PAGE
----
• AddTranslationDialog (The bean that add a translation with a content)
  • LoginBean (The bean that backs up the Login screen)
  • NavigationBean (The bean that holds navigation state)
  • BrowseBean (The bean that holds folder browse state)
  • AboutBean (Bean that provides information for the About page)
  • DialogManager (Bean that manages the dialog framework)
  • WizardManager (Bean that manages the wizard framework)
  • CreateSpaceDialog (The bean that backs up the Create Space Dialog)
  • CreateSpaceWizard (The bean that backs up the Create Space Wizard)
  • DeleteSpaceDialog (The bean that backs up the Delete Space Dialog)
  • ClipboardBean (The bean that manages a users Clipboard state)
  • RecentSpacesBean (The bean that manages the state for the Recent Spaces Shelf component)
  • UserShortcutsBean (The bean that manages the state for the User Shortcuts Shelf component)
  • SearchProperties (The bean that holds a state for the Advanced Search screen)
  • AdvancedSearchDialog (The bean that holds a state for the Advanced Search screen)
  • UsersBeanProperties (The bean that holds state for the Users screen)
  • UsersDialog (The bean that holds state for the User Management screens)
  • GroupsDialog (The bean that holds state for the Groups Management screens)
  • CategoriesProperties (The bean that holds state for the Category Management screens)
  • CategoriesDialog (The bean that holds state for the Category Management screens)
  • EditSpaceDialog (The bean that backs up the Edit Space Dialog)
  • AddContentDialog (The bean that backs up the Add Content Dialog)
  • CreateContentWizard (The bean that backs up the Create Content Wizard)
  • EditContentWizard (The bean that backs up the Edit Content Wizard)
  • ViewContentPropertiesDialog (The bean that backs up the View Content Properties Dialog)
  • SetContentPropertiesDialog (The bean that backs up the Set Content Properties Dialog)
  • ..........
  • WorkflowBean
  • and a lot more....

I can't believe that the list is so long that it even make me think to create a small program to load the xml file and parse it just to get this list :)
Anyway, bottom line is these beans might help you, knowing that they're exist already a help.

Monday, December 15, 2008

Alfresco tips

The tips that I will write here might seem silly but it works for me and I do hope it will help someone else and... I think I'll continue to add more items on this list someday.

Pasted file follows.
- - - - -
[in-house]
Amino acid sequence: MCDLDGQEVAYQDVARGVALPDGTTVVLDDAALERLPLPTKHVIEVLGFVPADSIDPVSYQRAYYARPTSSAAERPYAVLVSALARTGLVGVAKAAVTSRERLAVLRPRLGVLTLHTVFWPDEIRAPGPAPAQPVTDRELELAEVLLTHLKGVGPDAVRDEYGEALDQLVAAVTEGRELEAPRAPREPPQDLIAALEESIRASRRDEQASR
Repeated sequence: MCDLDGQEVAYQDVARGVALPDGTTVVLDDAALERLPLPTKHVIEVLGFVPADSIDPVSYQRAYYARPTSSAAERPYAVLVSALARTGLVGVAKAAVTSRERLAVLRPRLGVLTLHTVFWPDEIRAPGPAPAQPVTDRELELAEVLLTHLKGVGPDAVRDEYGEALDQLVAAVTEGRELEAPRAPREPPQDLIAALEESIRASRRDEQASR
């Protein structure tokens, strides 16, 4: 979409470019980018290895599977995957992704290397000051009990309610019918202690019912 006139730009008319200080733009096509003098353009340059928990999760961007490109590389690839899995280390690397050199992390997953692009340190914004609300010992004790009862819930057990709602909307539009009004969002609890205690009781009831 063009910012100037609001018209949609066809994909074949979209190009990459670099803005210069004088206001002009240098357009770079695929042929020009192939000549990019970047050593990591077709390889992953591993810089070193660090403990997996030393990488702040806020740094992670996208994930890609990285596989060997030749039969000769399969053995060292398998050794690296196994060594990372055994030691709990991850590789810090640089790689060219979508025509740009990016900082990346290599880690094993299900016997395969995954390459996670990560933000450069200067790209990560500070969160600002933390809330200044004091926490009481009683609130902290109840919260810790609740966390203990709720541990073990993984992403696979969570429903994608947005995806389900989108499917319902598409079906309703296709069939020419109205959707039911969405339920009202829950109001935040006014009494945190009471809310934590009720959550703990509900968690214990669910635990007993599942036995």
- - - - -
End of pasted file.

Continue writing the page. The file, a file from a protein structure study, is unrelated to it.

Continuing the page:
Should we start now? :)

  1. Always read the wiki thoroughly, sometimes one page won't help you, other pages might contain the information you might need (sometimes I feel they're scattered and I just have to gather them pieces by pieces).
  2. Read the existing code/example, it will certainly help you. For example, if you're creating a dashlet, look at the other dashlets already available.
  3. In case you need to go deep (read : debugging alfresco), you could try to download the code, build it and run it :)
  4. In case the above is too difficult, you could try to at least get the source and put it in a project in eclipse (or any IDE) and remotely debug alfresco (see my post) .
  5. If you need to debug the workflow, get jBPM source code and do the same thing as no 4.
  6. Do yourself a favour by writing down all the changes you've done in alfresco in case you need to revisit it later, I can assure you that you won't be able to remember it for long (unless you're playing with alfresco everyday :).
  7. If you're creating a custom workflow and at some point in your workflow you need to make a branch based on some properties value, use a decision node.
  8. If you're creating a custom workflow, you might need to consider reading jbpm's documentation, especially on the jpdl chapter
  9. Use jpdl designer (free!!) to build your workflow, it will do you a favour later when you come back to your workflow. Go to or download jBPM GPD.

This is it for the moment, more to come later.